How to protect yourself from upcoming changes to gun laws

New gun legislation could be arriving in 2019 could create problems for you if you are a gun owner. The government’s Bill C-71 passed through a second reading in the Senate last month and it could become law before the next federal election. If it gains Royal Assent, the new gun-control measures would give the RCMP the ability to classify guns without providing notice of the changes in the law, meaning gun owners could unknowingly find themselves possession of illegal guns because of a change in classification.


Certain models of two types of firearms – the Ceska zbrojovka CZ-858 rifle and certain Swiss Arms firearms — could also be reclassified as “prohibited”. This means owners of these guns who wish to keep them will have to apply to have their guns exempted from the new legislation through a process known as “grandfathering”. If they don’t, they could be found to be in possession of a prohibited firearm and in breach of the law. Other changes could require gun store owners to keep records, such as make, model, and serial number, of the guns they sell for 20 years.

Gun ownership in Canada

Firearms are regulated primarily by the Firearms Act and the Criminal Code. Any gun in Canada is labelled as either unrestricted, restricted, or prohibited. Ordinary rifles and shotguns are normally unrestricted, although there are some exceptions.

Examples of restricted firearms include:

  • handguns that are not prohibited;
  • semi-automatic, centre-fire rifles and shotguns with a barrel shorter than 470 mm;
  • rifles and shotguns that can be fired when their overall length has been reduced by folding, telescoping or other means to less than 660 mm;
  • firearms restricted by Criminal Code Regulations.

Prohibited firearms include:

  • handguns with a barrel length of 105 mm or less and handguns that discharge .25 or .32 calibre ammunition, except for a few specific ones used in International Shooting Union competitions;
  • rifles and shotguns that have been altered by sawing or other means so that their barrel length is less than 457 mm or their overall length is less than 660 mm;
    full automatics;
  • converted automatics, namely full automatics that have been altered so that they fire only one projectile when the trigger is squeezed;
  • firearms prohibited by Criminal Code Regulations.

There is a variety of firearms offences under both the Criminal Code and Firearms Act such as simply having a restricted or prohibited firearm in your possession. Firearms offences are considered very serious crimes in Canada and perpetrators are liable for up to 10 years in prison in the most serious cases. If you want to dispose of a non-compliant gun or donate it to a museum so as to comply with the law, you need to be very careful. If you do so without permission and the police find out about it you could be convicted of transporting a restricted or prohibited gun.

If you choose to destroy a restricted or prohibited gun and you do not report it to the police, you could also be convicted of an offence. In this case from Edmonton, a man who was prohibited from possessing a firearm for five years was discovered with a Winchester rifle. The man said he had found the rifle but was “scared” to alert the police straight away because of his ban. When his common-law wife found out about the rifle she made arrangements to dispose of it. The man appealed against his convictions for firearms offences, however, they were upheld on appeal after the court found he did not take “reasonable steps” to deal with the gun.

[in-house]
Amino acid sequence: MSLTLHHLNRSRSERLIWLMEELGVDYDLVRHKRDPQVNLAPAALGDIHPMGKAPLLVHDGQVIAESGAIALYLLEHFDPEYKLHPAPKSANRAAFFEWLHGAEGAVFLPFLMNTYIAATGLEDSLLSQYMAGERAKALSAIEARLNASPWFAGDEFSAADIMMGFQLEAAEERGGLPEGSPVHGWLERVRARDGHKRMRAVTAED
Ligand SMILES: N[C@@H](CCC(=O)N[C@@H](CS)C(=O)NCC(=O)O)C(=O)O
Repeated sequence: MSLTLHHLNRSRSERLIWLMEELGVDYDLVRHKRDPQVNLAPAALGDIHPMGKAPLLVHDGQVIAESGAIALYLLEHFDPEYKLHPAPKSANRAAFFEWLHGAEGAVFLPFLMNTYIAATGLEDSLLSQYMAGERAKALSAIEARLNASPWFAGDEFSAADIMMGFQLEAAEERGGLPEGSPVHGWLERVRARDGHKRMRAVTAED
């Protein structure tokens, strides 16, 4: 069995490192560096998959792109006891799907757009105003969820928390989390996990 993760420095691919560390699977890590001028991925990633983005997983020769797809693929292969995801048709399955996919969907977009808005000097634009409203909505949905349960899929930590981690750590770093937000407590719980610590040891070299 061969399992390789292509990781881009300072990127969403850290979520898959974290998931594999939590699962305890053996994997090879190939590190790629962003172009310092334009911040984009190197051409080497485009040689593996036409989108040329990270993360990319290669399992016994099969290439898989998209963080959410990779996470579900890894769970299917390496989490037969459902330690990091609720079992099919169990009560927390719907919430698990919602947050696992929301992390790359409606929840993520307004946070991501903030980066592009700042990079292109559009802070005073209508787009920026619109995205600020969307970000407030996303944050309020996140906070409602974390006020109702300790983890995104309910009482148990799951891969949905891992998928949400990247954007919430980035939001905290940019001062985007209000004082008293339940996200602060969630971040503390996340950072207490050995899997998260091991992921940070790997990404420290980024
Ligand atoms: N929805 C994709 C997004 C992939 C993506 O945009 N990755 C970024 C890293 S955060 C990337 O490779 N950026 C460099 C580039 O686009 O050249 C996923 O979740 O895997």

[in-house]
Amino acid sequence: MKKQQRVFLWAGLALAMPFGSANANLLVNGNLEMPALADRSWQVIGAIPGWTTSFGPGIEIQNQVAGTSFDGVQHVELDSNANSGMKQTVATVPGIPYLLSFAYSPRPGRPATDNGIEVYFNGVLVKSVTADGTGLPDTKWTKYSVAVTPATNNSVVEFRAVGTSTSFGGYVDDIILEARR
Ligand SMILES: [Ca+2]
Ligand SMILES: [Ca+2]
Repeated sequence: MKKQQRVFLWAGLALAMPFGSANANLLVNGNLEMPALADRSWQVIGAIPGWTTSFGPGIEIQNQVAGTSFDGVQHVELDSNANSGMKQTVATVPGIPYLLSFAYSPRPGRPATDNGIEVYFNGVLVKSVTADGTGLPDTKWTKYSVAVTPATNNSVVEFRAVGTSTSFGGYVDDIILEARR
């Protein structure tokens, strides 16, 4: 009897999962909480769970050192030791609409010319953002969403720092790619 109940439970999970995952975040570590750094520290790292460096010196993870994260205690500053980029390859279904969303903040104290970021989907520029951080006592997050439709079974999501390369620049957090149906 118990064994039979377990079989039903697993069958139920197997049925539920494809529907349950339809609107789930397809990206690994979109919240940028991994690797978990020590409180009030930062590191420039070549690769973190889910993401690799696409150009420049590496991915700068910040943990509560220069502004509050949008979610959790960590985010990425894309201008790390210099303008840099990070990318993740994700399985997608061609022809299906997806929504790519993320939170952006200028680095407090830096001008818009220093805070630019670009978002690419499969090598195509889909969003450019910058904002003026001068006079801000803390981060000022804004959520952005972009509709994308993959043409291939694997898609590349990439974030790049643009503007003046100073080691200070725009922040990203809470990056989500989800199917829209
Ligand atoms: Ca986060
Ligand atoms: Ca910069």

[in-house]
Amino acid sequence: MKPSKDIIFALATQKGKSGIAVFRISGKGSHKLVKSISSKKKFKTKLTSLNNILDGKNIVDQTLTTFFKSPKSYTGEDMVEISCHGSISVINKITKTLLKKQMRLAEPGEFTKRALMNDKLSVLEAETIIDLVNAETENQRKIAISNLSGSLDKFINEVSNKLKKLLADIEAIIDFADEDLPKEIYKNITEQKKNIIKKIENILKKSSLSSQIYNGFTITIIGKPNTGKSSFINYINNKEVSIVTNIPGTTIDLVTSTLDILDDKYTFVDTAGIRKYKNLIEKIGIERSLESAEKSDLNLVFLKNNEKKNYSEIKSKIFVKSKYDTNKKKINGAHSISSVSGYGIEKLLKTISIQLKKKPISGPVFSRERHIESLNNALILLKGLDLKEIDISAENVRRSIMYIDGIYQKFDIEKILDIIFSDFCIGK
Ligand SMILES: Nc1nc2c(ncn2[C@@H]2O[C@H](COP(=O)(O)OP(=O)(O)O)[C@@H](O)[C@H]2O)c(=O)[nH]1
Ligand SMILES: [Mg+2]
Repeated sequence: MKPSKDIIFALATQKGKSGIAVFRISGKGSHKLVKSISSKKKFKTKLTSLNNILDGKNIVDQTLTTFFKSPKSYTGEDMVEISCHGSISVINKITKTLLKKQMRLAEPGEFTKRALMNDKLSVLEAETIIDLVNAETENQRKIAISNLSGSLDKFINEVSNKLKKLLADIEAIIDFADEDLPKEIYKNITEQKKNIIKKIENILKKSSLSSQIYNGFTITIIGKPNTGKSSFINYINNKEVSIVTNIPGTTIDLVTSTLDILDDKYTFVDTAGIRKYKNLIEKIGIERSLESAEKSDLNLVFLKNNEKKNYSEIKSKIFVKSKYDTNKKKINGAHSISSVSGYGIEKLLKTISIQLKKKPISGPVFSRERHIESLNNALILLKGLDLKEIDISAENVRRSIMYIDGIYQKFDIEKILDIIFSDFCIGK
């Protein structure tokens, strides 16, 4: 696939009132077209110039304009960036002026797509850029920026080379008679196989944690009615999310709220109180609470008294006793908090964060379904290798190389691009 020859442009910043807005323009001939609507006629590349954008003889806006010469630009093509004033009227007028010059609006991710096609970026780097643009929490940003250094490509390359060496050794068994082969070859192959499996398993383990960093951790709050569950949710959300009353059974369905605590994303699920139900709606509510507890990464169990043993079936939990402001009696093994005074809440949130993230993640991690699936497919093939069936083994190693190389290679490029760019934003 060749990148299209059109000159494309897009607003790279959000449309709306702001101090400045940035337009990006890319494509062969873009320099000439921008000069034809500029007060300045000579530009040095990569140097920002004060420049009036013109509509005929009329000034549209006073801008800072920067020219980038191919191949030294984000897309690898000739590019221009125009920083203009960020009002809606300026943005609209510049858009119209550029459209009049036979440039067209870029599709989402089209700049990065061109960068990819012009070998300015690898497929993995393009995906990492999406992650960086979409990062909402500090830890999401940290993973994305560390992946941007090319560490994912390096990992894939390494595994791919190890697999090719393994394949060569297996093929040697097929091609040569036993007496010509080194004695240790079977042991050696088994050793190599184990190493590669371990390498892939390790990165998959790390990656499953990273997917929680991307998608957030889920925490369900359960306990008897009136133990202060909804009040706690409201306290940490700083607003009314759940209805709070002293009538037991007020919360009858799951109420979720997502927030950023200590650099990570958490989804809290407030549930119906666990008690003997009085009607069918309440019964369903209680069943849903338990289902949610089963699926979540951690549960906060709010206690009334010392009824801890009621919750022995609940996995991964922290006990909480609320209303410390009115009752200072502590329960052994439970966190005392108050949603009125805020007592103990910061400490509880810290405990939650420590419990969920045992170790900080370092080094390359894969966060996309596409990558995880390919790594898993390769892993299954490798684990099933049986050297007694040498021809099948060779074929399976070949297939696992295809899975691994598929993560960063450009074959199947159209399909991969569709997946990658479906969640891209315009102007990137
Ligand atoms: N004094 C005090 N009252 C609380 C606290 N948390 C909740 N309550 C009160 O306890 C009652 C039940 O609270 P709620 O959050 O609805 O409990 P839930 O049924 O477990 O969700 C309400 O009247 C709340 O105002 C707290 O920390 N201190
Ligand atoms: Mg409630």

Problem for gun owners

The new regulations under Bill C-71 pose a serious problem for gun owners. People who suddenly find themselves in possession of restricted or prohibited firearms will have to relinquish their weapons or find themselves on the wrong end of the law. This is not as easy as it sounds and it’s important you follow the correct procedure.

Another issue is what should you do when someone else’s gun collection falls to you. Say you have an elderly relative who passed away or is presenting symptoms of alzheimer’s or dementia. If that person has a firearm that, because of changes in the law, is now considered a restricted or prohibited weapon and you have to transport the weapon, or if possession of the weapon falls to you, what should you do?

You might be tempted to keep the gun. This is a mistake. You are not licenced for that gun and depending on the classification, it may be prohibited. You are in all likelihood committing a serious offence by taking it into your possession.

You may think your best course of action is to hand the weapon over to the RCMP or Chief Firearms Officer. This could also be a mistake and is laden with pitfalls.

The first thing you need to do is make a determination as to whether these firearms are restricted or prohibited. The difference in classification can sometimes come down to small details only someone who knows firearms would be able to identify. But how do you do that?

If you have a question about a gun you have in your possession and you want to protect yourself from the changes in gun ownership laws, your best bet is to contact a lawyer. Anything you discuss with a lawyer is privileged information and is therefore protected in any potential future court proceedings. A lawyer will be able to arrange a classification and walk you through the necessary steps to make sure you are protected from any criminal liability.

The lawyers at YYC Defence are well versed in weapons offences and they will be able to help you with any weapons-related questions you might have. A weapons charge is not something you want to face on your own so if you find yourself accused of this type of offence, give us a call on (587) 834-2746.

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